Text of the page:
From the 1980s through 1997, John Fogerty refused to play any songs in concert that he wrote for his legendary rock band Creedence Clearwater Revival.
During that period, he was embroiled in a series of lawsuits over the ownership and use of his Creedence songs. Most of the disputes involved Saul Zaentz, the former head of his record company in the Creedence years, Fantasy Records.
Eventually, Zaentz retained ownership of the Creedence catalog, but Fogerty made peace after his bitter battle, realizing
During his on-stage guitar demo, he shared a rift on a Telecaster and the story of his first Les Paul Custom. He also strayed from the typical Fogerty sound when he played a solo section that would make Eddie Van Halen stop in his tracks.
That was good news for the fans that packed Jacobs Pavilion at Nautica last night as the tour swung through town. They were clearly there to hear the songs that Fogerty has refused to play. And the 70-year-old Fogerty, whose raspy voice still sounds as good as it ever did, didn't disappoint.
Fogerty brought his "1969 Tour'' to a sold-out Jacobs Pavilion at Nautica Wednesday night. I think I can safely say that while he may not yet embrace his former bandmates, he has come to embrace the love that we – the fans – have for those songs.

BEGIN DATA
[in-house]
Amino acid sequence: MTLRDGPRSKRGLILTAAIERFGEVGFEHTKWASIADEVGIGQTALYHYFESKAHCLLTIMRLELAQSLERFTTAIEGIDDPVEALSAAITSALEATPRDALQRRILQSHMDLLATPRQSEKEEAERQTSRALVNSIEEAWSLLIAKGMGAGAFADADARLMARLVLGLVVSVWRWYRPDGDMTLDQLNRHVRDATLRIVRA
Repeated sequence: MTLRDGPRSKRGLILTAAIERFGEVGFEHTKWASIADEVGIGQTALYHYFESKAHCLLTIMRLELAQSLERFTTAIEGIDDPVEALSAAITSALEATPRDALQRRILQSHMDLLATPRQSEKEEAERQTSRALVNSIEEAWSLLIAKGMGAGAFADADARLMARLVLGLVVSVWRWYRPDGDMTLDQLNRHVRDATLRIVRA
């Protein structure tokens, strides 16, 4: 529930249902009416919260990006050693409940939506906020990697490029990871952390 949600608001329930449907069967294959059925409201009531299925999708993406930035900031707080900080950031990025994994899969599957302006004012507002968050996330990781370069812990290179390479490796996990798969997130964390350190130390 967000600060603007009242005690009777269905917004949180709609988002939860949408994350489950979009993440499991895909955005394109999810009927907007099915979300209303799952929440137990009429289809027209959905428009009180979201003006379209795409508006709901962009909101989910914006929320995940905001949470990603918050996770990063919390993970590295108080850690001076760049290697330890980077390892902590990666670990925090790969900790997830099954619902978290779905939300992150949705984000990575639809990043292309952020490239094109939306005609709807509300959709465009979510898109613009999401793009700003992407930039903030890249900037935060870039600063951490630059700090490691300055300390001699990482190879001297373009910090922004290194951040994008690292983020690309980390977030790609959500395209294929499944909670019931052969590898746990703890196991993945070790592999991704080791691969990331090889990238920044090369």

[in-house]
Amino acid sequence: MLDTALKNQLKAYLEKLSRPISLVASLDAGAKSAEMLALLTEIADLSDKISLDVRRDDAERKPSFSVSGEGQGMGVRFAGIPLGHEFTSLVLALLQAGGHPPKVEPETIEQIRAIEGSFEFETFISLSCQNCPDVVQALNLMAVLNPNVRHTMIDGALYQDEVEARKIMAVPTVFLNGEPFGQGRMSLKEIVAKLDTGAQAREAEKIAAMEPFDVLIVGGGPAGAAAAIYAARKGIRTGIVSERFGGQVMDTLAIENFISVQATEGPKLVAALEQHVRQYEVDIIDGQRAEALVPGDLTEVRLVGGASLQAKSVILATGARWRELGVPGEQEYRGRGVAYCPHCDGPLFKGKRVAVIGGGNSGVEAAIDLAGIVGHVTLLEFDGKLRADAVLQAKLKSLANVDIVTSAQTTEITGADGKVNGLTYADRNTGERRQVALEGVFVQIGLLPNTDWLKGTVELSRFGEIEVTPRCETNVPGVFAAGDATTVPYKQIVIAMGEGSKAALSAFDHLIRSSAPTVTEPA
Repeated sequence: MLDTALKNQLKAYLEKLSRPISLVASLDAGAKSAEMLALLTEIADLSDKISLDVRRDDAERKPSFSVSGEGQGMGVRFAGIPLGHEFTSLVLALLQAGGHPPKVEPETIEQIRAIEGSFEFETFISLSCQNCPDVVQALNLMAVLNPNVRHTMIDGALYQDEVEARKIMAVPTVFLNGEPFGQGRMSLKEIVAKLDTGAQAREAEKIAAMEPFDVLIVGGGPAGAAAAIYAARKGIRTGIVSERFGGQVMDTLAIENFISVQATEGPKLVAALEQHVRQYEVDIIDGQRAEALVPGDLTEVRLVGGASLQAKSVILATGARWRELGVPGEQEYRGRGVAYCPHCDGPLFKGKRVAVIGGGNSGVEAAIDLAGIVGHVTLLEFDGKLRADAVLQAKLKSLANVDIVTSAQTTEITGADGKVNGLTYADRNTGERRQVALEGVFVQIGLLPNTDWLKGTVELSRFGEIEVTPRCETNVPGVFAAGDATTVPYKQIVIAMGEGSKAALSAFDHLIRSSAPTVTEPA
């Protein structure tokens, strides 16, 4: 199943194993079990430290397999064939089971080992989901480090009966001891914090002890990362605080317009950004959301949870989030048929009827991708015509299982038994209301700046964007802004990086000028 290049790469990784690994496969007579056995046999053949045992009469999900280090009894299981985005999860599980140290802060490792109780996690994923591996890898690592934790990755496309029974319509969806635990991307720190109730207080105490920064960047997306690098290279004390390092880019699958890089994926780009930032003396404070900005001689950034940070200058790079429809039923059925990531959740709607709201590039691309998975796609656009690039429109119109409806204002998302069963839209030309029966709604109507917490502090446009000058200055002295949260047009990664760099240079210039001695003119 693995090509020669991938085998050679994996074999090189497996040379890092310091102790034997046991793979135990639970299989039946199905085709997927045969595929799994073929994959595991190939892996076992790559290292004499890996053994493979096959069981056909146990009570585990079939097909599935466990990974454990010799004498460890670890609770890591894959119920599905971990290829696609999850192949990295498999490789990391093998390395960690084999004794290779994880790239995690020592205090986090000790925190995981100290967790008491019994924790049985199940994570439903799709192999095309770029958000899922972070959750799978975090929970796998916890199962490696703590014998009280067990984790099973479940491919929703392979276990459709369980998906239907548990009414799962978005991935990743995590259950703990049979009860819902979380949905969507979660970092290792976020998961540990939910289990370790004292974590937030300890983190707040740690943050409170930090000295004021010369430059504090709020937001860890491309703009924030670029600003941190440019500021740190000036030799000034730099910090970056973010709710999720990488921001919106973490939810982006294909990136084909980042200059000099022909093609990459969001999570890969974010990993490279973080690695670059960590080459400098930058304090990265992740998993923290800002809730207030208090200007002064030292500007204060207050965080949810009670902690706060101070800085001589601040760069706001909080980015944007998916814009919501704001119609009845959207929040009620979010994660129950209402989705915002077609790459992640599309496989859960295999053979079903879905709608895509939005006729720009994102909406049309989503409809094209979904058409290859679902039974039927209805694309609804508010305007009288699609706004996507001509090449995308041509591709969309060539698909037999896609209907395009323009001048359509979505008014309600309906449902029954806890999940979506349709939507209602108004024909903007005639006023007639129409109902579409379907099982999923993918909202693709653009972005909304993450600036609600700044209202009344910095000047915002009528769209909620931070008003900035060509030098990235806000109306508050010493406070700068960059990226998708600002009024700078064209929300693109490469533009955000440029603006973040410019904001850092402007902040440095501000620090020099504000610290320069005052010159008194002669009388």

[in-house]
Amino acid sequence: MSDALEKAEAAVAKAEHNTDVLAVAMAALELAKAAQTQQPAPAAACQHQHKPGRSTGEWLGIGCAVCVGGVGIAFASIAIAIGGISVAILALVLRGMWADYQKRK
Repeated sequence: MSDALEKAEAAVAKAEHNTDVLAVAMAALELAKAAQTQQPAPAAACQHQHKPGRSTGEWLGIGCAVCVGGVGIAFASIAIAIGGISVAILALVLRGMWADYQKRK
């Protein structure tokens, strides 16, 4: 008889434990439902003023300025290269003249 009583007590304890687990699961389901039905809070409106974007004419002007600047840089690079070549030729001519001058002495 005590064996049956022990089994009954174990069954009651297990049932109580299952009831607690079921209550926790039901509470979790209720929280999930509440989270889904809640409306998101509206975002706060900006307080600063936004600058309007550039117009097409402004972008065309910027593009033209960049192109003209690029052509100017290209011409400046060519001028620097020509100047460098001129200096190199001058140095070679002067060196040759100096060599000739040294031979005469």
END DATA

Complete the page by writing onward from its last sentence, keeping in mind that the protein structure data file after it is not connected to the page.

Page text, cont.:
If karma is real, Curnane clearly has some of the good stuff stored up, because members of Fogerty’s team happened to discover her ad — and responded by not only fulfilling her request, but sending her a pair of front-row tickets that came in an envelope reading “Believe in little miracles.”
It's a big year for John Fogerty. The musician behind Creednce Clearwater Revival recently turned 70, and his autobiography, "Fortunate Son," will be published in October. But is this as big as 1969, the year when Creedence was one of the biggest bands in the world?
"When you're young, you kind of put your head down and start working," said the 70-year-old musician. "You have an idea, and you work real hard, and when it comes true, you sort of just take it in stride."
He’ll be playing most of the hits CCR had in 1969 — “Down on the Corner” and “Fortunate Son,” to name two more. Expect to hear most of the other early favorites, and some of his post-CCR solo hits as well.
Here’s footage of John Fogerty to remind us of just how amazingly good he is. Performing with an all-star band – Jerry Garcia, Bob Weir, Steve Jordan on drums and Randy Jackson on bass – John blows away the 1989 Concert Against Aids in Oakland, CA.
Nineteen sixty-nine was a pretty good year for John Fogerty. His band, Creedence Clearwater Revival, released three landmark albums, hit the Top 5 on the charts with four singles, appeared twice on “The Ed Sullivan Show” and performed at Woodstock and the Atlanta Pop Festival.